If you are writing code that is different from that, then the Java Beans convention is probably irrelevant.

When a bean is not a bean

Most Java programmers working today routinely declare a class’ fields private and expose them through public getter and setter methods, exactly as one would do in a Java Bean. Most applications are not event-driven, and the classes in the majority of production applications don’t fire and respond to events.

Here’s an example of a Java class with all its fields declared public:

public class Shoe {
	public ShoeStyle style;
	public double size;
	public ShowWidth width;
	public int heel;
	public Color[] availableColors;
	public String photoFilename;
}

We’re assuming the existence of ShoeStyle and ShoeWidth types, which would most likely be enums if this were a real application.

You could use that class definition in an application. There’s nothing naughty or evil about it. The compiler doesn’t care if you declare all the fields public. Maybe you don’t care, either, if the class is just a bag of fields. If the class has any behavior, or if there are any negative implications to modifying the fields at runtime, then you might care a little.

Here’s how a typical Java programmer might write it:

public class Shoe {
	private ShoeStyle style;
	private double size;
	private ShoeWidth width;
	private int heel;
	private List availableColors;
	private String photoFilename;

	public double getSize() {
	    return size;
	}
	public void setSize(double size) {
	    this.size = size;
	}
	etc.
}

Now the fields are declared private, so we gain a sense of security about the robustness of objects created from this class. We also have public setters for all the fields, so we know our sense of security is false. The names of the getter methods reveal the internal names of the fields, so client code has to know more about the innards of the class than we might prefer. A change to any of the field names would also require a change to its getter and setter method names, and thus would require changes in all the client code that uses the class.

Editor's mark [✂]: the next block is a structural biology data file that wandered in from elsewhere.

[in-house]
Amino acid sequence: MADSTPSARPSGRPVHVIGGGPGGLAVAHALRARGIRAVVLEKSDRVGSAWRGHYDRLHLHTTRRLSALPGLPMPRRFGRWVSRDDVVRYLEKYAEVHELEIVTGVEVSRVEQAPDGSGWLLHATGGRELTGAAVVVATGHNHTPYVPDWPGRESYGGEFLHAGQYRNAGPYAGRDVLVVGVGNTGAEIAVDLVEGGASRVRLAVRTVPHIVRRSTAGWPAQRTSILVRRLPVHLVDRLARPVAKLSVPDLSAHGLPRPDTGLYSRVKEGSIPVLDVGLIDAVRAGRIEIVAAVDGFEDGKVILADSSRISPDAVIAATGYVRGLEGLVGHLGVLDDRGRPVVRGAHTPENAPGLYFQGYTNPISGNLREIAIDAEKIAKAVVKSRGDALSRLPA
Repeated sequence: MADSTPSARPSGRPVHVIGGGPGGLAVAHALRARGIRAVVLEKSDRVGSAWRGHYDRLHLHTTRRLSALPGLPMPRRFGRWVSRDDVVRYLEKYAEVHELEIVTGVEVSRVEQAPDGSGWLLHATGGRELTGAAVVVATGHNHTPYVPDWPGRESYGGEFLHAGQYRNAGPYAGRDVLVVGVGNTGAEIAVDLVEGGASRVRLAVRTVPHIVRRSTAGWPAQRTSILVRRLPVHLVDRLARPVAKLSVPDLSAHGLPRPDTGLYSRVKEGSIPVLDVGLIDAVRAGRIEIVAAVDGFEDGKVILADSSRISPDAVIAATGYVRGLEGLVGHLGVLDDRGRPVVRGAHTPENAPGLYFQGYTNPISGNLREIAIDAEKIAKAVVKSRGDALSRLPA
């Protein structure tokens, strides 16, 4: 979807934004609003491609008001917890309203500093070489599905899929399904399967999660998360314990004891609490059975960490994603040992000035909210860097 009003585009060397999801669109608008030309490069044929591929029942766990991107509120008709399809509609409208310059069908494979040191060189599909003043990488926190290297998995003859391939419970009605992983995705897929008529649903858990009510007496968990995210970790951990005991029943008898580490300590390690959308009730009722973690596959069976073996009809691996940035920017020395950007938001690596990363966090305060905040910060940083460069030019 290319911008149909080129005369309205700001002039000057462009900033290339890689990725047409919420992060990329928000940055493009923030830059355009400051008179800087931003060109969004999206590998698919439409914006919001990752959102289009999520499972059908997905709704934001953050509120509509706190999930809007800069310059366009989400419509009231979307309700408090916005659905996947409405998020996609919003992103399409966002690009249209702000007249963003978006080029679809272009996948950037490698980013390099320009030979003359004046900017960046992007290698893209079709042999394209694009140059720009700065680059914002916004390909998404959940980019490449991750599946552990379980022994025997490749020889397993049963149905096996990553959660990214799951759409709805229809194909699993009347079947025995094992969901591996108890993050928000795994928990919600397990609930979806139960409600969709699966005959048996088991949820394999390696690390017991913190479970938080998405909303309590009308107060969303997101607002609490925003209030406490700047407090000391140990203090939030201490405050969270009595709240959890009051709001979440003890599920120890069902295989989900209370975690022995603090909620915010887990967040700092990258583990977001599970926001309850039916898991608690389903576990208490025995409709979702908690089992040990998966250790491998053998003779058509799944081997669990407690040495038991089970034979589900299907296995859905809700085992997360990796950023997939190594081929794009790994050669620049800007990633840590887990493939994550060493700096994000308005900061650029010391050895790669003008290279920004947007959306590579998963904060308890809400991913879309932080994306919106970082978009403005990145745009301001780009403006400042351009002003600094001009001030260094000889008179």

Sounds like a lot of busy-work just waiting to happen. Don’t know about you, but I’d rather not.

A slightly more object-oriented approach might be:

public class Shoe {
    private ShoeStyle style;
    private double size;
    private ShoeWidth width;
    private int heel;
    private List availableColors;
    private String photoFilename;

    public Shoe(ShoeStyle style, 
            double size,
            ShoeWidth width,
            int heel,
            List availableColors,
            photoFilename) {
        if (style == null ||
            width == null ||
            availableColors == null ||
            size < 1 || 
            size > 15 || 
            heel < 1 ||
            heel > 12) {
            throw new IllegalArgumentException();
        }
        this.style = style;
        this.size = double;
        this.heel = heel;
        this.width = width;
        this.availableColors = availableColors;
        this.photoFilename = photoFilename;
    }

    public double size() {
        return size;
    }

    public boolean comesIn(Color color) {
        return availableColors.contains(color);
    }

    public Shoe addColor(Color color) {
        List newAvailableColors = availableColors;
        newAvailableColors.add(color);
        return new Shoe(style, size, width, heel, 
                        newAvailableColors, photoFilename);
    }
    etc.
}

This version has a constructor that ensures a logically-invalid instance won’t be created. It prevents a Shoe object from being created unless all mandatory fields are populated (it allows a null reference for photoFilename, indicating that is an optional value).

It has accessors (the one shown is the size() method), but doesn’t name them “getThis()” and “getThat()”. There’s no purpose in doing that, as this isn’t a Java Bean. Other methods are named in a way that suggests their normal usage.